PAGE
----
HIV in Canada: A primer for service providers

Behavioural Prevention Interventions

Key Points

  • Behavioural interventions for HIV prevention (health promotion) seek to influence knowledge and attitudes, influence people’s perceived risk of acquiring HIV, and provide people with the motivation and skills they need to change their behaviours.
  • Behavioural prevention strategies need to be delivered with sufficient coverage, intensity and duration to be effective.
  • Behavioural prevention interventions are necessary but are not sufficient to eliminate HIV transmission — they need to be combined with structural and biomedical approaches in ways that address the needs of local epidemics.
  • Behavioural prevention interventions should be part of a comprehensive package of HIV prevention strategies.

Since the beginning of the epidemic, the widespread delivery of effective strategies to change behaviour has been central to HIV prevention efforts in Canada and around the world.

Behavioural HIV prevention interventions seek to influence knowledge and attitudes, to influence people’s perceived risk of acquiring HIV, and to provide the motivation and skills people need to change their sexual and drug-using behaviours that place them at risk for HIV. Behavioural strategies have various goals, including the following:

  • delaying the onset of first intercourse
  • decreasing the number of sex partners
  • increasing the correct and consistent use of effective prevention approaches
  • providing counselling and testing for HIV

Behavioural strategies for HIV prevention can be targeted at multiple levels: individuals, couples, families, peer groups or networks, institutions and entire communities.

Interventions attempt to motivate behaviour change through a range of educational, motivational, peer-group, skills-building and community approaches.

If they are to be effective, behaviour change efforts need to reach a sufficiently large number of people, elicit behaviour change in the participants, and sustain the change for long periods of time.

To improve the effectiveness of our prevention efforts we need to ensure that all HIV behavioural interventions address the needs of the specific local epidemic. Community involvement in the development of such interventions is essential. Achieving the right mix of behavioural approaches for a particular community depends on understanding the social context of the target population and adapting programs to meet the needs of the population. For example, sexual and drug-using behaviours are diverse and are usually conducted in private. This makes it difficult for those developing programs to fully understand these behaviours, to locate those most at risk and to motivate behaviour change, without community input.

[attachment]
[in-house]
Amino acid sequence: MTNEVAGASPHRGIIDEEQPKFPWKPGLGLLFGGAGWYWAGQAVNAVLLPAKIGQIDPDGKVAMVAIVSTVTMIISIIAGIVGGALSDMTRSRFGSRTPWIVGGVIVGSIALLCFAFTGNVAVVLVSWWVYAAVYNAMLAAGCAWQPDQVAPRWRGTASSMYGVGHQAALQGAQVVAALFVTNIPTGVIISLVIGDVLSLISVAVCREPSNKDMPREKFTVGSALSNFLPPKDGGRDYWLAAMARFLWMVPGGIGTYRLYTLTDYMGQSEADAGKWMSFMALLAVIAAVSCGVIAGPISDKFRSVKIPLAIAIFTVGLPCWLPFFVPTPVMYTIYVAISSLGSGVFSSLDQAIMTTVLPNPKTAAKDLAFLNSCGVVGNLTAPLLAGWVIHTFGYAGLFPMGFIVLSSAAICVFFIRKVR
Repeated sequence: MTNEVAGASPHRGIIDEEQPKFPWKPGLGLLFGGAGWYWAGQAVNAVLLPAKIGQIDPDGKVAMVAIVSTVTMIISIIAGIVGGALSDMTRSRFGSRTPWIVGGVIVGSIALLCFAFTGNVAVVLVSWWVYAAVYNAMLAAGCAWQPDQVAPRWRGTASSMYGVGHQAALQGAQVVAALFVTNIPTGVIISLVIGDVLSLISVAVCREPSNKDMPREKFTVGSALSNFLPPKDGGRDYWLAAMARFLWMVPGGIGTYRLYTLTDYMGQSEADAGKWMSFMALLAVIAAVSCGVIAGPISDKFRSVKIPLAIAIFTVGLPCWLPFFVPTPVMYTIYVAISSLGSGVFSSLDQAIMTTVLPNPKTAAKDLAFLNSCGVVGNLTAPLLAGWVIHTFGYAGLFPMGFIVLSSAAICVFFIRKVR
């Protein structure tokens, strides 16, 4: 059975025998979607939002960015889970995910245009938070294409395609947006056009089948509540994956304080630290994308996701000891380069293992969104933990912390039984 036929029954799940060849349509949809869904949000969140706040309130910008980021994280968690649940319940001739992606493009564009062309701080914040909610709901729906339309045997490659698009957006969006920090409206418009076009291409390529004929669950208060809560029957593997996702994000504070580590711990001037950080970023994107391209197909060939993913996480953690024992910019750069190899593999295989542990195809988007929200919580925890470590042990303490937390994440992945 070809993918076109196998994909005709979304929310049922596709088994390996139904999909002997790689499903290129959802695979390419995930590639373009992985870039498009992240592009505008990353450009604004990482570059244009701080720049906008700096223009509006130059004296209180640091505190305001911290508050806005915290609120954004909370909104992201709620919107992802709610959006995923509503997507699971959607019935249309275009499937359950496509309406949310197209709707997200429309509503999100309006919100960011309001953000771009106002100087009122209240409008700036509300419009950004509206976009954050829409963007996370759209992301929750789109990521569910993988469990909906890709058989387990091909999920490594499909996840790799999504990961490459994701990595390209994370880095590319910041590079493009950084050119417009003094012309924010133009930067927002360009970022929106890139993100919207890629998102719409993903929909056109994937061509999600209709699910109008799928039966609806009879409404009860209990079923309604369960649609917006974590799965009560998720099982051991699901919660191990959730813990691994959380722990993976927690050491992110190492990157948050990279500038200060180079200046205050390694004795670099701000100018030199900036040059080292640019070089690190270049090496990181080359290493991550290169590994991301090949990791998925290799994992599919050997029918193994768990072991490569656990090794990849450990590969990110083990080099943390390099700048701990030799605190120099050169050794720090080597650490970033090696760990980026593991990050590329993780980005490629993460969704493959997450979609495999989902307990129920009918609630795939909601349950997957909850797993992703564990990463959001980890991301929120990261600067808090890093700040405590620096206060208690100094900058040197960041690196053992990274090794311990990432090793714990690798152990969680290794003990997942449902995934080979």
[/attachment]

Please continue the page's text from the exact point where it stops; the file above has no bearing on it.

A mix of communication channels should be employed to disseminate clear and simple messages about risk-reduction and health-seeking options. People must be provided with options on how to reduce their risk, as there is no one-size-fits-all approach.

It is not easy to change behaviours: there are many impediments to successful programming. Efforts to implement certain programs have met social, political and/or ideological resistance. The stigma and discrimination experienced by the populations at greatest risk for infection can undermine support for these programs; thus, addressing stigma and discrimination is important to their success.

Existing models of behavioural interventions are often based on cognitive-behavioural theories that assume individuals will take steps to avoid risks if they are fully informed and sufficiently motivated — that is, that they can exercise personal “agency” when confronted with HIV-associated risk. However, individual behaviour is often heavily influenced by individual, socioeconomic, cultural and environmental factors. Although behavioural interventions are necessary, they are not sufficient to eliminate HIV transmission. Employing structural and biomedical approaches in combination with behavioural approaches will increase the effectiveness of behavioural interventions.


Integrating HIV Prevention with Care: Behavioural Interventions in the Clinical Setting – National Collaborating Centre for Infectious Diseases         


  1. Coates TJ, Richter L, Ceres C. Behavioural strategies to reduce HIV transmission: how to make them work better. Lancet. 2008 August;372(9639):669–684.
  2. Global HIV Prevention Working Group. Behavior change and HIV prevention: [re] considerations for the 21st century. 2008. Available from:
  3. San Francisco AIDS Foundation (SFAF)]. HIV evidence report: effective behavioral interventions for reducing HIV risk and transmission. San Francisco: SFAF; 2008. Available from: